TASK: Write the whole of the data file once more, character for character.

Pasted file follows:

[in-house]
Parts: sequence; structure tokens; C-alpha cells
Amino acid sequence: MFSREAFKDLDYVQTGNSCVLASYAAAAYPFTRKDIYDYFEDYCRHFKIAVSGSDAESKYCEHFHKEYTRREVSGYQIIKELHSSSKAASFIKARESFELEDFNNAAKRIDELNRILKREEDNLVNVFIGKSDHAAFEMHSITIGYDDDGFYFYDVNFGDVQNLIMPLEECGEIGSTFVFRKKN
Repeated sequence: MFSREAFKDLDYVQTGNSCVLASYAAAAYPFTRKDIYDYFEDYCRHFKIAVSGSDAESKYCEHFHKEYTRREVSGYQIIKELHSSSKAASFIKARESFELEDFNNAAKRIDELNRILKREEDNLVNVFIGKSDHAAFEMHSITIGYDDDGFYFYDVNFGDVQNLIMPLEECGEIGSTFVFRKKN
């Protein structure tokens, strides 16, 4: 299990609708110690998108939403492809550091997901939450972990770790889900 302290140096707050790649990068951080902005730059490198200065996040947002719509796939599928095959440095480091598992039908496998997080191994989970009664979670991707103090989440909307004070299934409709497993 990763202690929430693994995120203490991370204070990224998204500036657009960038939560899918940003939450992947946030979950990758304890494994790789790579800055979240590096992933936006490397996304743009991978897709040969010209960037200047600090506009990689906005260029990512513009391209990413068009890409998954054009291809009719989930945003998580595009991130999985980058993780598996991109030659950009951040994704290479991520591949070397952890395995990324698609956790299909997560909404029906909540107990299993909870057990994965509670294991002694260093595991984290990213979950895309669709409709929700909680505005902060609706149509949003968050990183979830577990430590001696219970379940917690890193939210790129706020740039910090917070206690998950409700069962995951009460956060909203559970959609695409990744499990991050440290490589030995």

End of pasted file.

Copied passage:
[in-house]
Parts: sequence; structure tokens; C-alpha cells
Amino acid sequence: MFSREAFKDLDYVQTGNSCVLASYAAAAYPFTRKDIYDYFEDYCRHFKIAVSGSDAESKYCEHFHKEYTRREVSGYQIIKELHSSSKAASFIKARESFELEDFNNAAKRIDELNRILKREEDNLVNVFIGKSDHAAFEMHSITIGYDDDGFYFYDVNFGDVQNLIMPLEECGEIGSTFVFRKKN
Repeated sequence: MFSREAFKDLDYVQTGNSCVLASYAAAAYPFTRKDIYDYFEDYCRHFKIAVSGSDAESKYCEHFHKEYTRREVSGYQIIKELHSSSKAASFIKARESFELEDFNNAAKRIDELNRILKREEDNLVNVFIGKSDHAAFEMHSITIGYDDDGFYFYDVNFGDVQNLIMPLEECGEIGSTFVFRKKN
């Protein structure tokens, strides 16, 4: 299990609708110690998108939403492809550091997901939450972990770790889900 302290140096707050790649990068951080902005730059490198200065996040947002719509796939599928095959440095480091598992039908496998997080191994989970009664979670991707103090989440909307004070299934409709497993 990763202690929430693994995120203490991370204070990224998204500036657009960038939560899918940003939450992947946030979950990758304890494994790789790579800055979240590096992933936006490397996304743009991978897709040969010209960037200047600090506009990689906005260029990512513009391209990413068009890409998954054009291809009719989930945003998580595009991130999985980058993780598996991109030659950009951040994704290479991520591949070397952890395995990324698609956790299909997560909404029906909540107990299993909870057990994965509670294991002694260093595991984290990213979950895309669709409709929700909680505005902060609706149509949003968050990183979830577990430590001696219970379940917690890193939210790129706020740039910090917070206690998950409700069962995951009460956060909203559970959609695409990744499990991050440290490589030995």